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Core blimey: Thrown away apples risk native species

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People throwing apple cores out of car windows are inadvertently threatening the future of native species, according to scientists.

Researchers studying the wild apple were surprised to find trees which has sprouted from supermarket varieties growing along the verges of the A9 and M9.

Amateur orchard growers also have an impact on the wild apple, sometimes known as crab apples, as their trees cross-pollinate with native ones to create hybrids.

Scientists carried out genetic testing of apple trees growing in the wild in Scotland and discovered that in some areas 50% are hybrids.

But now an orchard of 120 pure-bred wild apples – or malus sylvestris – is being created in a bid to help secure the future of the fruit.

The trees have been DNA tested to ensure their purity , and genetic screening programme will also be carried out next year at nurseries selling wild apple trees to establish how pure they are.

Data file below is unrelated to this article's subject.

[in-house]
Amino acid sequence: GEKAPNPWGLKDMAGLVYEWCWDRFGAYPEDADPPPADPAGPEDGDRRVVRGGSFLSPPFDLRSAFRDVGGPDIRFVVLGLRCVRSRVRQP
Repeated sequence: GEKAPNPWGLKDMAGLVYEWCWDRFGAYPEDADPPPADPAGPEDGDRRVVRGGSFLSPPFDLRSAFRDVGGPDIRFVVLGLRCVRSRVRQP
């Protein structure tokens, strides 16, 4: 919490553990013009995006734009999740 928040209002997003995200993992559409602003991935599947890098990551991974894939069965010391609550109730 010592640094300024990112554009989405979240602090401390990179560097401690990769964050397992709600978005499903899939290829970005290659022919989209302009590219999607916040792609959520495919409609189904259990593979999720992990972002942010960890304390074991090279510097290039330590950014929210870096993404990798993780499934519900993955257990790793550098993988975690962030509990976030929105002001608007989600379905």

Experts have also urged people not to discard apple cores or to plant crab apple trees which might have no wild genes out in the countryside.

Dr Markus Ruhsam, a molecular biologist at the Royal Botanic Gardens Edinburgh who carried out a groundbreaking study on wild apples, said: “I wouldn’t want to discourage people from planting apple trees in their gardens.

“What I would like to discourage is people randomly planting apple trees in the wild. We want to keep wild apples wild. Another thing is not chucking your apple core out of the window. I’m guilty of it as well.

“But when I was looking for apple trees I suddenly realised how many there are growing along motorways and busy roads. These apple trees are starting to sprout across busy motorways, along the M9 and the A9. And they are all cultivated apples.”

Dr Ruhsam carried out a survey of the genetic make-up of apple trees growing in the wild in Scotland and discovered that half of those in the central belt are hybrids.

The southern Highlands and Dumfries and Galloway have higher percentages of pure wild apples – 85% and 75% respectively – as they are less populated.